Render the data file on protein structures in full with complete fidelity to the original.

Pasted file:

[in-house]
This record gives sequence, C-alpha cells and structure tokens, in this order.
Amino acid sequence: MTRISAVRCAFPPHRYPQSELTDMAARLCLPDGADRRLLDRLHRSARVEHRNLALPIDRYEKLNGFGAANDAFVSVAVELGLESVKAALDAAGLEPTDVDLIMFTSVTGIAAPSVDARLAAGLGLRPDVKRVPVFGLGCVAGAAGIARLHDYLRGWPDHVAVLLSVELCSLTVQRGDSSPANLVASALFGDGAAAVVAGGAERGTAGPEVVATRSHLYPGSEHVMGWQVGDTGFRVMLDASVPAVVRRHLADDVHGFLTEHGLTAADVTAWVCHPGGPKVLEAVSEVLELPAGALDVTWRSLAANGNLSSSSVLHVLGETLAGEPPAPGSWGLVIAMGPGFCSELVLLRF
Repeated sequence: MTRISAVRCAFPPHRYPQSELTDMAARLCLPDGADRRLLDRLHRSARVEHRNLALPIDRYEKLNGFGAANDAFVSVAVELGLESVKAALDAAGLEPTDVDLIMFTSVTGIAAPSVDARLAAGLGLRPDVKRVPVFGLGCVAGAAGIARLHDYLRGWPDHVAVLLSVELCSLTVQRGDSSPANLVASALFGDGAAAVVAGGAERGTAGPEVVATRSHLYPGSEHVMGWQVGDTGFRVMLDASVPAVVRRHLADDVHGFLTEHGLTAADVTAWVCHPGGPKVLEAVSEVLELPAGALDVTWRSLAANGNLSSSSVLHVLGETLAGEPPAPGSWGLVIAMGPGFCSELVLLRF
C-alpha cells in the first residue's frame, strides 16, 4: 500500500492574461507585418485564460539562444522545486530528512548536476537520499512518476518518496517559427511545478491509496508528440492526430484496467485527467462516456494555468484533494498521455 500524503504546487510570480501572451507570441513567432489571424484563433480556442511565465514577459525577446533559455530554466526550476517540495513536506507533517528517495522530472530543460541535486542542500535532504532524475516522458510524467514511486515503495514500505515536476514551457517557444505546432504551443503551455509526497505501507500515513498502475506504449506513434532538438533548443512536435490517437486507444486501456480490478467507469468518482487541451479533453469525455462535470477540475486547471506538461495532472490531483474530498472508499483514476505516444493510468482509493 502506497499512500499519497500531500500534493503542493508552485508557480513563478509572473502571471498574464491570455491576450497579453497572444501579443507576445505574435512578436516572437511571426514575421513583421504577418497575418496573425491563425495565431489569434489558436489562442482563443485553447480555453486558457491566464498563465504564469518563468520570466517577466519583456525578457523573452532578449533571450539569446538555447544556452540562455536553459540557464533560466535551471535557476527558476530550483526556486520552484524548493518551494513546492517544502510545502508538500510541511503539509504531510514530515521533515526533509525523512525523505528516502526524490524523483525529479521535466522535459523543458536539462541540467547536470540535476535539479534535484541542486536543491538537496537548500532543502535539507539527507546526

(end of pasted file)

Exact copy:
[in-house]
This record gives sequence, C-alpha cells and structure tokens, in this order.
Amino acid sequence: MTRISAVRCAFPPHRYPQSELTDMAARLCLPDGADRRLLDRLHRSARVEHRNLALPIDRYEKLNGFGAANDAFVSVAVELGLESVKAALDAAGLEPTDVDLIMFTSVTGIAAPSVDARLAAGLGLRPDVKRVPVFGLGCVAGAAGIARLHDYLRGWPDHVAVLLSVELCSLTVQRGDSSPANLVASALFGDGAAAVVAGGAERGTAGPEVVATRSHLYPGSEHVMGWQVGDTGFRVMLDASVPAVVRRHLADDVHGFLTEHGLTAADVTAWVCHPGGPKVLEAVSEVLELPAGALDVTWRSLAANGNLSSSSVLHVLGETLAGEPPAPGSWGLVIAMGPGFCSELVLLRF
Repeated sequence: MTRISAVRCAFPPHRYPQSELTDMAARLCLPDGADRRLLDRLHRSARVEHRNLALPIDRYEKLNGFGAANDAFVSVAVELGLESVKAALDAAGLEPTDVDLIMFTSVTGIAAPSVDARLAAGLGLRPDVKRVPVFGLGCVAGAAGIARLHDYLRGWPDHVAVLLSVELCSLTVQRGDSSPANLVASALFGDGAAAVVAGGAERGTAGPEVVATRSHLYPGSEHVMGWQVGDTGFRVMLDASVPAVVRRHLADDVHGFLTEHGLTAADVTAWVCHPGGPKVLEAVSEVLELPAGALDVTWRSLAANGNLSSSSVLHVLGETLAGEPPAPGSWGLVIAMGPGFCSELVLLRF
C-alpha cells in the first residue's frame, strides 16, 4: 500500500492574461507585418485564460539562444522545486530528512548536476537520499512518476518518496517559427511545478491509496508528440492526430484496467485527467462516456494555468484533494498521455 500524503504546487510570480501572451507570441513567432489571424484563433480556442511565465514577459525577446533559455530554466526550476517540495513536506507533517528517495522530472530543460541535486542542500535532504532524475516522458510524467514511486515503495514500505515536476514551457517557444505546432504551443503551455509526497505501507500515513498502475506504449506513434532538438533548443512536435490517437486507444486501456480490478467507469468518482487541451479533453469525455462535470477540475486547471506538461495532472490531483474530498472508499483514476505516444493510468482509493 502506497499512500499519497500531500500534493503542493508552485508557480513563478509572473502571471498574464491570455491576450497579453497572444501579443507576445505574435512578436516572437511571426514575421513583421504577418497575418496573425491563425495565431489569434489558436489562442482563443485553447480555453486558457491566464498563465504564469518563468520570466517577466519583456525578457523573452532578449533571450539569446538555447544556452540562455536553459540557464533560466535551471535557476527558476530550483526556486520552484524548493518551494513546492517544502510545502508538500510541511503539509504531510514530515521533515526533509525523512525523505528516502526524490524523483525529479521535466522535459523543458536539462541540467547536470540535476535539479534535484541542486536543491538537496537548500532543502535539507539527507546526